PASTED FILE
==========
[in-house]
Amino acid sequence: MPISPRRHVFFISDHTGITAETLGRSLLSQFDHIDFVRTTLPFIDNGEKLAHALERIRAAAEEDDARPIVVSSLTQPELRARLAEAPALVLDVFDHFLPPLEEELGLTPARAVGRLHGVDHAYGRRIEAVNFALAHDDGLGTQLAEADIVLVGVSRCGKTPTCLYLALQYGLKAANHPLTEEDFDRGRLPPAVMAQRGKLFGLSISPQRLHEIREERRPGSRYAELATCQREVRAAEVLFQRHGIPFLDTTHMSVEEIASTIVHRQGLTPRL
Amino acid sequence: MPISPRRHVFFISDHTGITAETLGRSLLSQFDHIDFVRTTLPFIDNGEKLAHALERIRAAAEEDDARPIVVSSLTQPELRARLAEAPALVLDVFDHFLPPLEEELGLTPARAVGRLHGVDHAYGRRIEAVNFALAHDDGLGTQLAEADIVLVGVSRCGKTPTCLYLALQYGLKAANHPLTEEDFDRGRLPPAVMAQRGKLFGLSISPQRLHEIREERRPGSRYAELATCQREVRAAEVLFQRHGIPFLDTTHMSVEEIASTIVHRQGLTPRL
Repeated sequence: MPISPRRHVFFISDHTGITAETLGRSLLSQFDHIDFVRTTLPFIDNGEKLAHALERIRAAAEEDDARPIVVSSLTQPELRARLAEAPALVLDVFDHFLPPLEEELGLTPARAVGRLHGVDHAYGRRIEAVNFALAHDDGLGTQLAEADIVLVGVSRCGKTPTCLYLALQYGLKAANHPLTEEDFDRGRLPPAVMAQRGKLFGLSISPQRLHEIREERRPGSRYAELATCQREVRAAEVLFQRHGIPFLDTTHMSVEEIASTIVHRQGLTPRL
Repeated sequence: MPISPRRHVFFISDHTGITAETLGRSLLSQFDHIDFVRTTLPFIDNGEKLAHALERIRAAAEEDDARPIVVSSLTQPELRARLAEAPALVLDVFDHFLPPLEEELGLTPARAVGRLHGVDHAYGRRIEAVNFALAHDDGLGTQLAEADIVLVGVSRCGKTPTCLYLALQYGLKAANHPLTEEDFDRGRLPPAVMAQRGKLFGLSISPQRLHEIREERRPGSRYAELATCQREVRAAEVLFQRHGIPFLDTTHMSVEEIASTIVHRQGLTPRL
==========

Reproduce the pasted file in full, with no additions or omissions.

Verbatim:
[in-house]
Amino acid sequence: MPISPRRHVFFISDHTGITAETLGRSLLSQFDHIDFVRTTLPFIDNGEKLAHALERIRAAAEEDDARPIVVSSLTQPELRARLAEAPALVLDVFDHFLPPLEEELGLTPARAVGRLHGVDHAYGRRIEAVNFALAHDDGLGTQLAEADIVLVGVSRCGKTPTCLYLALQYGLKAANHPLTEEDFDRGRLPPAVMAQRGKLFGLSISPQRLHEIREERRPGSRYAELATCQREVRAAEVLFQRHGIPFLDTTHMSVEEIASTIVHRQGLTPRL
Amino acid sequence: MPISPRRHVFFISDHTGITAETLGRSLLSQFDHIDFVRTTLPFIDNGEKLAHALERIRAAAEEDDARPIVVSSLTQPELRARLAEAPALVLDVFDHFLPPLEEELGLTPARAVGRLHGVDHAYGRRIEAVNFALAHDDGLGTQLAEADIVLVGVSRCGKTPTCLYLALQYGLKAANHPLTEEDFDRGRLPPAVMAQRGKLFGLSISPQRLHEIREERRPGSRYAELATCQREVRAAEVLFQRHGIPFLDTTHMSVEEIASTIVHRQGLTPRL
Repeated sequence: MPISPRRHVFFISDHTGITAETLGRSLLSQFDHIDFVRTTLPFIDNGEKLAHALERIRAAAEEDDARPIVVSSLTQPELRARLAEAPALVLDVFDHFLPPLEEELGLTPARAVGRLHGVDHAYGRRIEAVNFALAHDDGLGTQLAEADIVLVGVSRCGKTPTCLYLALQYGLKAANHPLTEEDFDRGRLPPAVMAQRGKLFGLSISPQRLHEIREERRPGSRYAELATCQREVRAAEVLFQRHGIPFLDTTHMSVEEIASTIVHRQGLTPRL
Repeated sequence: MPISPRRHVFFISDHTGITAETLGRSLLSQFDHIDFVRTTLPFIDNGEKLAHALERIRAAAEEDDARPIVVSSLTQPELRARLAEAPALVLDVFDHFLPPLEEELGLTPARAVGRLHGVDHAYGRRIEAVNFALAHDDGLGTQLAEADIVLVGVSRCGKTPTCLYLALQYGLKAANHPLTEEDFDRGRLPPAVMAQRGKLFGLSISPQRLHEIREERRPGSRYAELATCQREVRAAEVLFQRHGIPFLDTTHMSVEEIASTIVHRQGLTPRL